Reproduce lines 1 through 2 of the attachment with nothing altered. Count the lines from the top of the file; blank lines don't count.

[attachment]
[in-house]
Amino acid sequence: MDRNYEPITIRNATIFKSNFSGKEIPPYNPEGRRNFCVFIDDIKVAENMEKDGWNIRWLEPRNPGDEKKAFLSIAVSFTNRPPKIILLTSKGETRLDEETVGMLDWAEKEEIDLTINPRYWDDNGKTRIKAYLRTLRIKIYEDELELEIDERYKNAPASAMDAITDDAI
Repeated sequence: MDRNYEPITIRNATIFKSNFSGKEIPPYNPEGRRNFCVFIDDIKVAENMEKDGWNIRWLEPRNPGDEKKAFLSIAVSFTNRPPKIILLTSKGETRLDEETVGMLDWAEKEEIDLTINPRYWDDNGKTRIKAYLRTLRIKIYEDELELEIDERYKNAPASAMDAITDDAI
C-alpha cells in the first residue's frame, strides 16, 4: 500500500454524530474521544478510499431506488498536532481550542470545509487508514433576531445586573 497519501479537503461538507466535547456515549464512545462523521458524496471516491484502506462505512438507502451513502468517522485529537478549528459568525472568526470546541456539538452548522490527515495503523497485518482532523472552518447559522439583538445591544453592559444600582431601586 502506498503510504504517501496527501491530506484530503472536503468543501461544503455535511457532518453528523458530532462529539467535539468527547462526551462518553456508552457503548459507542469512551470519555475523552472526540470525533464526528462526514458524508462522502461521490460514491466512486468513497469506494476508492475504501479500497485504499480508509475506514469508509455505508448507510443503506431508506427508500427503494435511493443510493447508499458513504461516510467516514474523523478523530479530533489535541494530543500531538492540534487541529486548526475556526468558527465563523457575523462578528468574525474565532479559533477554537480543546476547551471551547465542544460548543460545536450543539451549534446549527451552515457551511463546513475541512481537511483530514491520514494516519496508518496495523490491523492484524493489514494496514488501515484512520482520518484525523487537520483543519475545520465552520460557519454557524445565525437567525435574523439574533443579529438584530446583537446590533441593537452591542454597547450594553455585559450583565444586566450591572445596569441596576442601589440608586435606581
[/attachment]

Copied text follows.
[in-house]
Amino acid sequence: MDRNYEPITIRNATIFKSNFSGKEIPPYNPEGRRNFCVFIDDIKVAENMEKDGWNIRWLEPRNPGDEKKAFLSIAVSFTNRPPKIILLTSKGETRLDEETVGMLDWAEKEEIDLTINPRYWDDNGKTRIKAYLRTLRIKIYEDELELEIDERYKNAPASAMDAITDDAI